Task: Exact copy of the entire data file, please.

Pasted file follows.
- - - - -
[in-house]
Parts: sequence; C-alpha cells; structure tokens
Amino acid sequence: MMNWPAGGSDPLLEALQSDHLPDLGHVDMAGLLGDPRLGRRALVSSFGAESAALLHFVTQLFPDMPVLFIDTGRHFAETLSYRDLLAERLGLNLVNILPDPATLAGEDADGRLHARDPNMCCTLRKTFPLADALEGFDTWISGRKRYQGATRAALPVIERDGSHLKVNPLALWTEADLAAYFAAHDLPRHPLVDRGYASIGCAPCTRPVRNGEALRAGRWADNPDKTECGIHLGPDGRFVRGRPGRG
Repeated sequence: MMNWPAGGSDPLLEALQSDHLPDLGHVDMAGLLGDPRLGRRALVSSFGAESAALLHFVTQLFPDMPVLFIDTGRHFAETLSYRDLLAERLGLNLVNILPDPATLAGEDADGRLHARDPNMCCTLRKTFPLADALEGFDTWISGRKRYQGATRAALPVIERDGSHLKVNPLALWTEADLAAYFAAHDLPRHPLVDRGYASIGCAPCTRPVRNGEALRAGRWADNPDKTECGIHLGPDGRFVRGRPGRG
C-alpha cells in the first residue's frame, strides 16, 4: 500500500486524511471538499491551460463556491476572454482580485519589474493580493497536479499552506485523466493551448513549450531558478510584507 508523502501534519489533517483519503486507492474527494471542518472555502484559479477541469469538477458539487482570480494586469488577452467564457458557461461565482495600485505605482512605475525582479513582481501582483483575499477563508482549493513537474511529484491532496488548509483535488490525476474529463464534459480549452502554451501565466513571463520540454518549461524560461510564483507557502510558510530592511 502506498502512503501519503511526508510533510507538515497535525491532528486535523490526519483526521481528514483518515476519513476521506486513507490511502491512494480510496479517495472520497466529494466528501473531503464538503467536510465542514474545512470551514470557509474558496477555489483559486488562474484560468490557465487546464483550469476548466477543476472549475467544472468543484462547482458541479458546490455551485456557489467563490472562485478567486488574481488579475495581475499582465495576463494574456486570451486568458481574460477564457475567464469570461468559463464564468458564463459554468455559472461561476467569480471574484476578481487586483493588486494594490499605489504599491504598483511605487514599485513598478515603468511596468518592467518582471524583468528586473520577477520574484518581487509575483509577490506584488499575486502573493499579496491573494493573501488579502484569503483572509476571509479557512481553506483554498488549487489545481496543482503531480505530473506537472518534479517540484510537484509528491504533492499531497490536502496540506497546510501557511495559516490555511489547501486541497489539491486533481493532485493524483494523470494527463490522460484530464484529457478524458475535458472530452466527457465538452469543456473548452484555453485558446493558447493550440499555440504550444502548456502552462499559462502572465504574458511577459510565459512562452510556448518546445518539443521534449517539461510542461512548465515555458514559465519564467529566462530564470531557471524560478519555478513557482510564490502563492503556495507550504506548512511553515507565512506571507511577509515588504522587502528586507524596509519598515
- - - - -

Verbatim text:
[in-house]
Parts: sequence; C-alpha cells; structure tokens
Amino acid sequence: MMNWPAGGSDPLLEALQSDHLPDLGHVDMAGLLGDPRLGRRALVSSFGAESAALLHFVTQLFPDMPVLFIDTGRHFAETLSYRDLLAERLGLNLVNILPDPATLAGEDADGRLHARDPNMCCTLRKTFPLADALEGFDTWISGRKRYQGATRAALPVIERDGSHLKVNPLALWTEADLAAYFAAHDLPRHPLVDRGYASIGCAPCTRPVRNGEALRAGRWADNPDKTECGIHLGPDGRFVRGRPGRG
Repeated sequence: MMNWPAGGSDPLLEALQSDHLPDLGHVDMAGLLGDPRLGRRALVSSFGAESAALLHFVTQLFPDMPVLFIDTGRHFAETLSYRDLLAERLGLNLVNILPDPATLAGEDADGRLHARDPNMCCTLRKTFPLADALEGFDTWISGRKRYQGATRAALPVIERDGSHLKVNPLALWTEADLAAYFAAHDLPRHPLVDRGYASIGCAPCTRPVRNGEALRAGRWADNPDKTECGIHLGPDGRFVRGRPGRG
C-alpha cells in the first residue's frame, strides 16, 4: 500500500486524511471538499491551460463556491476572454482580485519589474493580493497536479499552506485523466493551448513549450531558478510584507 508523502501534519489533517483519503486507492474527494471542518472555502484559479477541469469538477458539487482570480494586469488577452467564457458557461461565482495600485505605482512605475525582479513582481501582483483575499477563508482549493513537474511529484491532496488548509483535488490525476474529463464534459480549452502554451501565466513571463520540454518549461524560461510564483507557502510558510530592511 502506498502512503501519503511526508510533510507538515497535525491532528486535523490526519483526521481528514483518515476519513476521506486513507490511502491512494480510496479517495472520497466529494466528501473531503464538503467536510465542514474545512470551514470557509474558496477555489483559486488562474484560468490557465487546464483550469476548466477543476472549475467544472468543484462547482458541479458546490455551485456557489467563490472562485478567486488574481488579475495581475499582465495576463494574456486570451486568458481574460477564457475567464469570461468559463464564468458564463459554468455559472461561476467569480471574484476578481487586483493588486494594490499605489504599491504598483511605487514599485513598478515603468511596468518592467518582471524583468528586473520577477520574484518581487509575483509577490506584488499575486502573493499579496491573494493573501488579502484569503483572509476571509479557512481553506483554498488549487489545481496543482503531480505530473506537472518534479517540484510537484509528491504533492499531497490536502496540506497546510501557511495559516490555511489547501486541497489539491486533481493532485493524483494523470494527463490522460484530464484529457478524458475535458472530452466527457465538452469543456473548452484555453485558446493558447493550440499555440504550444502548456502552462499559462502572465504574458511577459510565459512562452510556448518546445518539443521534449517539461510542461512548465515555458514559465519564467529566462530564470531557471524560478519555478513557482510564490502563492503556495507550504506548512511553515507565512506571507511577509515588504522587502528586507524596509519598515